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March




The Peace Index:
March
 
2018
Date Published: 22/03/2018
Survey dates: 13/03/2018 - 14/03/2018

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Prof. Ephraim Yaar and Prof. Tamar Hermann

The Peace Index survey for February-March dealt with both domestic and foreign issues. The survey was conducted on Tuesday and Wednesday, March 13-14, that is, at the peak of the latest political crisis. Whereas the Tuesday interviewees still did not know whether or how it would be resolved, the Wednesday interviewees knew that, at least for the moment, the idea of holding new elections had been shelved. We will note the questions for which the difference between the two days turned out to be relevant.


We will start with the domestic issues.
Do people believe Netanyahu? The first question we explored on this issue concerns the degree of the prime minister’s innocence. We asked: “Do you believe or not believe Prime Minister Netanyahu’s statements that ‘There will be nothing because there is nothing’?” It turns out that the majority of the Jewish public (59%) does not believe these statements of Netanyahu’s (in the Arab public an even higher rate- 75%- disbelieves the prime minister). A segmentation of the Jewish sample’s answers to this question according to the interviewees’ self-placement on the right-to-left spectrum revealed that among those defining themselves as right-wing, the majority (52%) believes Netanyahu. In the center and on the left, however, a very large majority does not believe him (82.5% and 90% respectively). We also found that among those who were asked this question on March 14, when it turned out that early elections were not in the offing, there was a significantly higher rate of those believing Netanyahu than on the previous day, particularly among the right-wing voters. A possible explanation for this shift is that, while some right-wing voters assumed that Netanyahu wanted to advance the elections so that they would be held before the attorney-general submitted his recommendations to the government, the removal of that threat bolstered their support for the prime minister’s position that “There will be nothing because there is nothing.”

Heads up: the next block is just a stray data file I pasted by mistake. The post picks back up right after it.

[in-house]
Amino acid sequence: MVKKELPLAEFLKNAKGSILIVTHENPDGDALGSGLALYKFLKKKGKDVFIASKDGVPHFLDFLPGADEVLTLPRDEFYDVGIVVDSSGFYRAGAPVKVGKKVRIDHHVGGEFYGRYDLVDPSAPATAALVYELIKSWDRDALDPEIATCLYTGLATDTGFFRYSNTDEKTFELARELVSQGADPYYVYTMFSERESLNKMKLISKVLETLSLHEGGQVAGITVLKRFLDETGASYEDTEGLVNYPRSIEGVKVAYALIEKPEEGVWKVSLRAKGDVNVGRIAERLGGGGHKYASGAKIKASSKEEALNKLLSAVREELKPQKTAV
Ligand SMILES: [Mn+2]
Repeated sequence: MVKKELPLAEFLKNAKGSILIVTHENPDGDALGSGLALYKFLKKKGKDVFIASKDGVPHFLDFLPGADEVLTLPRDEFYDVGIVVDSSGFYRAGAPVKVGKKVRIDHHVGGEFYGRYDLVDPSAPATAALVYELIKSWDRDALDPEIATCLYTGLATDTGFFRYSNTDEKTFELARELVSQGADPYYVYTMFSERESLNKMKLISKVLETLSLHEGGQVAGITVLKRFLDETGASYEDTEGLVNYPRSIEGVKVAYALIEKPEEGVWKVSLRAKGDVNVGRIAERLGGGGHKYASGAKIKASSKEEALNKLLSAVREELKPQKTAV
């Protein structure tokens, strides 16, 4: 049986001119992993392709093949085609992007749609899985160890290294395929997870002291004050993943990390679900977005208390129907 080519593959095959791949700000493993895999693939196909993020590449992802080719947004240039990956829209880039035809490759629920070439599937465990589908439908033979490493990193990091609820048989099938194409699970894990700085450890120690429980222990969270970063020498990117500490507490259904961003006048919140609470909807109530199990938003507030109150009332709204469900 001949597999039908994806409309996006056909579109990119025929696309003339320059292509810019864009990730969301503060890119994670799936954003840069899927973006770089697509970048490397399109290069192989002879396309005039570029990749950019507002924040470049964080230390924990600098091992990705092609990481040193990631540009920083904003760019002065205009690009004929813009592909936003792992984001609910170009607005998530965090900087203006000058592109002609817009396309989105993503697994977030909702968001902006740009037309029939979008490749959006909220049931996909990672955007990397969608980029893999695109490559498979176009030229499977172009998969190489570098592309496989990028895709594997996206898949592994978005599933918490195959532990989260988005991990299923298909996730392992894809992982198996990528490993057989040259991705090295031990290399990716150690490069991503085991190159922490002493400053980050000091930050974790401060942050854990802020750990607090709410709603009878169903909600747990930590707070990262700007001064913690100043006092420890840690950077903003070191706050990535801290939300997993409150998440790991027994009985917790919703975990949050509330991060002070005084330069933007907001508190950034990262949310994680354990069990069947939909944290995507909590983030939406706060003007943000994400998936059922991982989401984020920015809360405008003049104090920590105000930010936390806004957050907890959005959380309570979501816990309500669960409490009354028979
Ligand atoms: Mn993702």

Do people support Netanyahu? Even though, as we have seen, the majority does not believe Netanyahu, the current public discourse reflects a strong impression that despite the investigations, large parts of the population have not withdrawn and may even have increased their support for the prime minister. We asked the interviewees for their view on how much of the public currently supports Netanyahu. For the Jewish public, the most common answer is that about half of the public supports him (44.2%). Another part of this population, only slightly smaller (40.0%), believes that the large majority of the public or all of it supports him. Only 13% consider that only a minority now supports him. Again we segmented the Jewish interviewees’ responses by self-placement on the right-to-left spectrum. Among those who situated themselves on the right, the majority (55%) believes that most or all of the public now supports Netanyahu. In the center and on the left, a (small) majority sees only about half now supporting him (57% and 51.5% respectively). In other words, despite the differences of opinion between them on almost every issue concerning the investigations of the prime minister, across the Israeli political camps there is now a near-consensus that half or more of the public currently supports Netanyahu.
In the Arab public, the prevailing view is that a large majority or all of the population supports Netanyahu at present (40.5%); in second place are those who see about half of the public supporting him (31%). Here too, then, only a minority thinks Netanyahu has lost his standing among the public.